Cory Briggs runs for mayor of San Diego

"The city does victory laps all the time on stuff that doesn’t get fulfilled “

Briggs: “Hoteliers are making money and renting rooms because our city is so wonderful that people want to come here."
  • Briggs: “Hoteliers are making money and renting rooms because our city is so wonderful that people want to come here."

The white board in the conference room behind Cory Briggs tells the story: On one side, in green ink it says:

  • Donor class v. voter class
  • What does it mean to stand up for working people?

On the right side, it says Budget Priorities.These are key ideas behind this run for mayor of San Diego.

Cory for Mayor campaign photo. "I have to win voters’ trust."

Cory for Mayor campaign photo. "I have to win voters’ trust."

When Cory Briggs first announced he would run for mayor – in a tweet the day after Mayor Kevin Faulconer’s state of the city speech – only the twitter-verse noticed. Many shrugged it off – it was hard to believe that the lawyer who’s sued the crap out of the city over and over would want to be the face of said city.

“I meant it and I said why in the tweet,” Briggs said in an interview on Thursday. “The mayor’s speech was the straw that broke the camel’s back. I’ve been fighting these knuckleheads at city hall since 2002 and they just do one dumb thing after another.”

The mayor's speech, wherein he seemed to recite developers’ wish lists, mentioning in passing the city’s $2,8 billion pension deficit, was applauded by most attendees, including some of Briggs' longtime allies.

Briggs saw it differently.

”I agree with what most of these folks are trying to accomplish. We don’t have different goals. But at some point you have talk about how we’re going to implement it and how we’re going to pay for it. You can’t just get someone to adopt your policy and go home and claim victory – the city does victory laps all the time on stuff that doesn’t get fulfilled.

“We have a homelessness crisis, a genuine crisis where people died because they couldn’t wash their hands after they went to the bathroom,” he says. “I don’t know what crisis is solved by borrowing millions to build a parking structure in Balboa Park. That’s a pet project for the donor class.”

“You’ve got to stop the draining of affordable housing. It makes no sense to tear down 14 units and get 12 back. It doesn’t do any good to get rid of 20 to get 15. In the very least there has to be no net loss,” Briggs says. “We’ve got to get rid of in-lieu fees (developers pay so they don’t have to add affordable homes on site); they are a fraction of what it costs to build. You lose all the (existing) units and end up with enough money to build a dinky, tiny fraction of that. We have to make developers build on site.

“Last year, a study by the feds concluded that if you increase the supply of housing in a neighborhood by 20 percent, you’ll get less than a 2 percent drop in housing price,” he says. “The quality of the neighborhoods is what drives up the price.”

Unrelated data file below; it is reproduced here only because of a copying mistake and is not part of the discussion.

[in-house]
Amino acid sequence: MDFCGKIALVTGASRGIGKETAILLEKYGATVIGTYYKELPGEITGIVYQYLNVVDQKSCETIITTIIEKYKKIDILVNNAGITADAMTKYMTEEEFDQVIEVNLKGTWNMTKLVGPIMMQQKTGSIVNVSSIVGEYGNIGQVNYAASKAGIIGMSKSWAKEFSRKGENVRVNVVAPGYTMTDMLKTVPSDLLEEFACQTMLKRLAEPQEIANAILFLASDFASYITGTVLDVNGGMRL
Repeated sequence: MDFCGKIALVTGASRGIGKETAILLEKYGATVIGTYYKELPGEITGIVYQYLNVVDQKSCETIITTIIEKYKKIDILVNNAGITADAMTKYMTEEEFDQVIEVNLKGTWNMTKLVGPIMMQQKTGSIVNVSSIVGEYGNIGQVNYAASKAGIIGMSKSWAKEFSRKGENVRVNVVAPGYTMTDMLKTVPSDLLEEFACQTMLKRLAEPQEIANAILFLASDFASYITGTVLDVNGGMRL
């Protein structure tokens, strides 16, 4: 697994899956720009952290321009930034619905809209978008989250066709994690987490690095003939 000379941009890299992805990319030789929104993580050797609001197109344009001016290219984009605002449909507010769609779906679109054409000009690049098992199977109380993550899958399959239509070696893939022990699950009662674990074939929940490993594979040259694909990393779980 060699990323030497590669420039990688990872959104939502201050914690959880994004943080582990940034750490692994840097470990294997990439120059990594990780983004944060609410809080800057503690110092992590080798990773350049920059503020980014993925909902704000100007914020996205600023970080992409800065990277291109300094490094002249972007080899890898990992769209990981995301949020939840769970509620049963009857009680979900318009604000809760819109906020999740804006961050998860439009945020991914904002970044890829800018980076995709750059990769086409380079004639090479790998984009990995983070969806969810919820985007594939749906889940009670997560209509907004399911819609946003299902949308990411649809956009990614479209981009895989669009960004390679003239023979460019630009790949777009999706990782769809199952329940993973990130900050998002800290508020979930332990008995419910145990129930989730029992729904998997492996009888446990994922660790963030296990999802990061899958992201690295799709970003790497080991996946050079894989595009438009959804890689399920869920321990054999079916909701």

“Transit comes first,” he says. “Transit doesn’t work until it works so well people can count on it and it’s the easiest way to go somewhere. It will take a decade to get there and, until then, people still have to be able to get to work, pick up their kids and go to the doctor, live their lives. We shouldn’t make that harder.”

“The management and policy levels of these organizations don’t work,” he says. “I want to know how their plans will bring affordable housing to San Diego. The housing commission doesn’t even know how much affordable housing we already have.”

“Our creditors know we’re in trouble,” he says. “The deficit is more than half the city budget for a year. At what point do regulators decide we can’t continue to rack up this debt? If we continue to pretend we’re paying down the deficit when we’re not, we’re going to be San Bernardino.”

And then he says the T word. Only it’s Tax with Transient Occupancy in front.

“We’re going to have to raise taxes. The question is who is it going to be on. It ought to be on tourists. Our TOT is too low and we’re leaving money on the table,” he says. “Hoteliers are making money and renting rooms because our city is so wonderful that people want to come here. They are making money off of us.”

Does he think he can win?

“I’m a long shot. I have to win voters’ trust," he says mildly. He says he is heartened by Councilwoman Georgette Gomez’s recent speech where she reminded the city council that it drives policy and plans, that the power rests with the council. "The mayor is the executive branch, the implementer and face of the city. But the power is with the council," he says.

Reporter’s note: Plenty of people will have thoughts on Cory’s announcement – other opinions have not been included here. This interview is intended to start a conversation, and opposition can access a multitude of platforms to respond.

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I agree with Cory's general assessment, the following article about secrecy in city government was picked up by multiple publications, this version is with Times of San Diego edits:

https://timesofsandiego.com/opinion/2018/11/11/opinion-count-the-ways-san-diego-city-keeps-public-in-dark/

“Hoteliers are making money and renting rooms because our city is so wonderful that people want to come here. They are making money off of us.” It is sad that the hoteliers are making money by paying low wages and low/no benefits. A majority of hotel (restaurant and retail) workers are eligible for welfare benefits. The taxpayer is supplementing the profits by providing the benefits that should be provided by the employer.

The tourists don't get treated any better; they pay high rates for rooms in old and run-down motels in Mission Valley, or even higher rates for the fancy new hotels downtown. You gotta want to see San Diego to pay those rates, yet what do many get? Overpriced Zoo, Safari Park, and Sea World tickets, and streets full of homeless.

huh,...

The mayor's speech, wherein he seemed to recite developers’ wish lists, mentioning in passing the city’s $2,8 billion pension deficit, was applauded by most attendees,

What you might find interesting is something directly related,... a recent front page article in the UT about an annual 13th pension check which has been paid out for decades,... but the thing not mentioned in that news article is that policy is based on "bad math" which the city council looked at and acknowledged.